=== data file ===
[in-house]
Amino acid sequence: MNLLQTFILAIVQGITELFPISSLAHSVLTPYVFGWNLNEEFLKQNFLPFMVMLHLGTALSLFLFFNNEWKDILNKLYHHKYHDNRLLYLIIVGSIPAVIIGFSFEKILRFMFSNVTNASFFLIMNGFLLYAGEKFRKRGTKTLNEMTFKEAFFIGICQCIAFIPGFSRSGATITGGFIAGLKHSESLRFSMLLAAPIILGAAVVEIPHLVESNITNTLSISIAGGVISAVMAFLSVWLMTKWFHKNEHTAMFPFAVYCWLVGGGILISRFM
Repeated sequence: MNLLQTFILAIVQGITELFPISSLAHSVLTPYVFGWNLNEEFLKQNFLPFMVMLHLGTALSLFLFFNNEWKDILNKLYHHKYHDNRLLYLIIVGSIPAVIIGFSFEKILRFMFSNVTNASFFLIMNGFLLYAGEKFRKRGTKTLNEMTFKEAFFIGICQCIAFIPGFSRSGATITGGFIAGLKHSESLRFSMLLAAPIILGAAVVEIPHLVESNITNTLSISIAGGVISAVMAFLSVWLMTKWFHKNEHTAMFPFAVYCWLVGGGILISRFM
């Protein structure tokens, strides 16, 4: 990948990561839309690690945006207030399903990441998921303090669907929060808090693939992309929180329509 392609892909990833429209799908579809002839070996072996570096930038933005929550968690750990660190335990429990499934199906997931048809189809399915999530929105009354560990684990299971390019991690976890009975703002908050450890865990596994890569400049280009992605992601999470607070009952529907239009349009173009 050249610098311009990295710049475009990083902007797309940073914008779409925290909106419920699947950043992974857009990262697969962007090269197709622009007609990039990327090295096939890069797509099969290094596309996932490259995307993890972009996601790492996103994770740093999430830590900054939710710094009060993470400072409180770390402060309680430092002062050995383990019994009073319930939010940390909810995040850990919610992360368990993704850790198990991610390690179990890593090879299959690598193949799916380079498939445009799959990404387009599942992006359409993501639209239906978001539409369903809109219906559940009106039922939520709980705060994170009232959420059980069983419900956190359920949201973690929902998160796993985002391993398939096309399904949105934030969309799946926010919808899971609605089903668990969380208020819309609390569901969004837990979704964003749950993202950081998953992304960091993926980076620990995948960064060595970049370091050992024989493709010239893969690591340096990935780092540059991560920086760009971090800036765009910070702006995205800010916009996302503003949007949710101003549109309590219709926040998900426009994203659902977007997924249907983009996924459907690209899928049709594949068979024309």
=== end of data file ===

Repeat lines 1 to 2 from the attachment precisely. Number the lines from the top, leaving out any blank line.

[in-house]
Amino acid sequence: MNLLQTFILAIVQGITELFPISSLAHSVLTPYVFGWNLNEEFLKQNFLPFMVMLHLGTALSLFLFFNNEWKDILNKLYHHKYHDNRLLYLIIVGSIPAVIIGFSFEKILRFMFSNVTNASFFLIMNGFLLYAGEKFRKRGTKTLNEMTFKEAFFIGICQCIAFIPGFSRSGATITGGFIAGLKHSESLRFSMLLAAPIILGAAVVEIPHLVESNITNTLSISIAGGVISAVMAFLSVWLMTKWFHKNEHTAMFPFAVYCWLVGGGILISRFM